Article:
Comparing Colonial Education Discourses in the French and Portuguese african Empires: an essay on hybridization.

Ana Isabel Madeira


This essay analyzes Portuguese, French and British educational rhetoric highlighting relations between the colonial administration and the central structures of power, pinpointing ambiguities and ambivalence's which went across the different structures of imperial authority, namely the discourses about the government, the civilization and the education of the colonized. The study proposes to go beyond a “traditional” vision of educational change, i.e. a concept based on the analysis of influences, forces or relations of cause-effect about the political aspect of education. In contrast with the perspectives that consider colonies as homogeneous cultural identities, as extensions of the metropolitan ideas and practises, I tend to emphasize the symbiotic relations that developed between the Empires and the metropolis. This position contradicts a representation of colonialism as a coherent and consistent process and defines the colonial scenario as a context of conflict between colonizer and colonized, in which the ideas and practises about the processes associated to the civilization of Africans are open to negotiation and restructuring of different kind. To address educational change from a comparative perspective also means to analyse how the discourses about colonial education became known and circulated, at the transnational level, and also to understand how these discourses became accepted as a norm and therefore transformed in local strategies and concrete programmes of action. That perspective facilitates the understanding of the discourses about education that crossed the colonial space which produced internal disparities relatively to the processes of school expansion, to the pedagogical models and to curriculum organization, contradicting the concept of educational policy as the local implementation of programmes produced in the European metropolis.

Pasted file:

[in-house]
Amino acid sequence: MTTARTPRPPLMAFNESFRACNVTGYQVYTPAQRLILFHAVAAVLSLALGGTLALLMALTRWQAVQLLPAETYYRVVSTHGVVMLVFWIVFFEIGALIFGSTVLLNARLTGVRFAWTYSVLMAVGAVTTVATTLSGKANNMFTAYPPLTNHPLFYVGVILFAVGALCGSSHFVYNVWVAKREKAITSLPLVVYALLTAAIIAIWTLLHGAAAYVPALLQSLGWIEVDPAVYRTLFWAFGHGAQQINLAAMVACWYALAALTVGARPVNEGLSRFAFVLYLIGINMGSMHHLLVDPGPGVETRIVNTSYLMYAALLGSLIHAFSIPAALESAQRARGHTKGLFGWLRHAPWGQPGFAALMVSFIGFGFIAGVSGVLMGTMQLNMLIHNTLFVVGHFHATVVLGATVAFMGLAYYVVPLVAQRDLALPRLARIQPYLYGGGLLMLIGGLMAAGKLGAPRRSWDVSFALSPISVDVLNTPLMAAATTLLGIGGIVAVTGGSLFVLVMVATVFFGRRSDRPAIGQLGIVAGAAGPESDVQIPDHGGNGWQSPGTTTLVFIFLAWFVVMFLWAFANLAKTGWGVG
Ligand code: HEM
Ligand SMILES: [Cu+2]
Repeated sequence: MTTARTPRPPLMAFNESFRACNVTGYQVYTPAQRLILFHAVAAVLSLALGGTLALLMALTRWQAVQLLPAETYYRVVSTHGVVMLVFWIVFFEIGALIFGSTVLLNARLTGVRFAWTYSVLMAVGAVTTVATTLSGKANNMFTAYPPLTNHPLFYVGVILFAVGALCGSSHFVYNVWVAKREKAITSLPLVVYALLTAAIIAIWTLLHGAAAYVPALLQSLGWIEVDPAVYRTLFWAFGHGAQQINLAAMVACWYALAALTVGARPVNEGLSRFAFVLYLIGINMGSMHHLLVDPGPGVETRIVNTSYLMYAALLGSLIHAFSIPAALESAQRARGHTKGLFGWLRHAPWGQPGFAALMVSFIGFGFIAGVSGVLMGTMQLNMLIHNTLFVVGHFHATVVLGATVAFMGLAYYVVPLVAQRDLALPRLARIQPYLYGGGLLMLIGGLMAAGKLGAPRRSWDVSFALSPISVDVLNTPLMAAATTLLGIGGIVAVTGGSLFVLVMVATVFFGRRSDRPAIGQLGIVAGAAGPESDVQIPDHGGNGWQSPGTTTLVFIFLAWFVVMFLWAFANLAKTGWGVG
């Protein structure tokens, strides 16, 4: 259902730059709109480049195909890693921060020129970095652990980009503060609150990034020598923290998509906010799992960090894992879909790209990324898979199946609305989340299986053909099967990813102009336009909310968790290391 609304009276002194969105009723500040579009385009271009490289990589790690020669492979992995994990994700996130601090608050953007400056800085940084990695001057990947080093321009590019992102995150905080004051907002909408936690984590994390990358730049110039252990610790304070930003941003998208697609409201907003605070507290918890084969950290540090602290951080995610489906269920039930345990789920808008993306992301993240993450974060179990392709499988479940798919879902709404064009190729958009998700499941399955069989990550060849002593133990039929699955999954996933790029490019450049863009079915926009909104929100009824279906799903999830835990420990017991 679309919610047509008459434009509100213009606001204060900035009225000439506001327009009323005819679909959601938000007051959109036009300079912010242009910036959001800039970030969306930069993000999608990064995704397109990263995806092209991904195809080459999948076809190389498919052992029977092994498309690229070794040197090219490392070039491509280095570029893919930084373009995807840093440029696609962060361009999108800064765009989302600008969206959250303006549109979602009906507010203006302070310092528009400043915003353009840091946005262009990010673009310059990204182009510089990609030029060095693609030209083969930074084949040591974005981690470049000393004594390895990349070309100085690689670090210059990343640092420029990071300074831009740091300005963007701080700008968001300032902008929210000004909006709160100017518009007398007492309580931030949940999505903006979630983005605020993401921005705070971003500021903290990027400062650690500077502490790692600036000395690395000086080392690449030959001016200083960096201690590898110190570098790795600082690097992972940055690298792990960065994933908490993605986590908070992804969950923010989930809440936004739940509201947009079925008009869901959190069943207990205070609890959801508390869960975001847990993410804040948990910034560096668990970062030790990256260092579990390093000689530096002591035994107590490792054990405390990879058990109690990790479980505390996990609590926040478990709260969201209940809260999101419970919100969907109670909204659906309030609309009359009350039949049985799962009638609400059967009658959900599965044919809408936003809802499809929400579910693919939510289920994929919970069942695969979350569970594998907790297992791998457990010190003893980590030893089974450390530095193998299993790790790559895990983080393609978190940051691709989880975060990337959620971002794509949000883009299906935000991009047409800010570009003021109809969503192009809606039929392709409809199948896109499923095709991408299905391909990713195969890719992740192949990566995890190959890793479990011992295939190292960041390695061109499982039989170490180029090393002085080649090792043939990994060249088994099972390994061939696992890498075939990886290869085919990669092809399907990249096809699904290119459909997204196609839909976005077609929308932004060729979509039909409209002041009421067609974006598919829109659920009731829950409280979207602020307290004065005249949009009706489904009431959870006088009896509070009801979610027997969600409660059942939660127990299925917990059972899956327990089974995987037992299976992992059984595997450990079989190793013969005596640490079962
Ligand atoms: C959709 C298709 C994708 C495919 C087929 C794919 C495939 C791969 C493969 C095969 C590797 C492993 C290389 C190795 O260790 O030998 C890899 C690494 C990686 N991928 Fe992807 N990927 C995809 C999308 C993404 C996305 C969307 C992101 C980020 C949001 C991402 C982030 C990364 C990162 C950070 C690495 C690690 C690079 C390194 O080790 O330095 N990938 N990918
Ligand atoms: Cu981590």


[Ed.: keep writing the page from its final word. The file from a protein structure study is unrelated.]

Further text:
History colonial education; Comparative education; Empires; Discourse analysis; Colonialism; Africa

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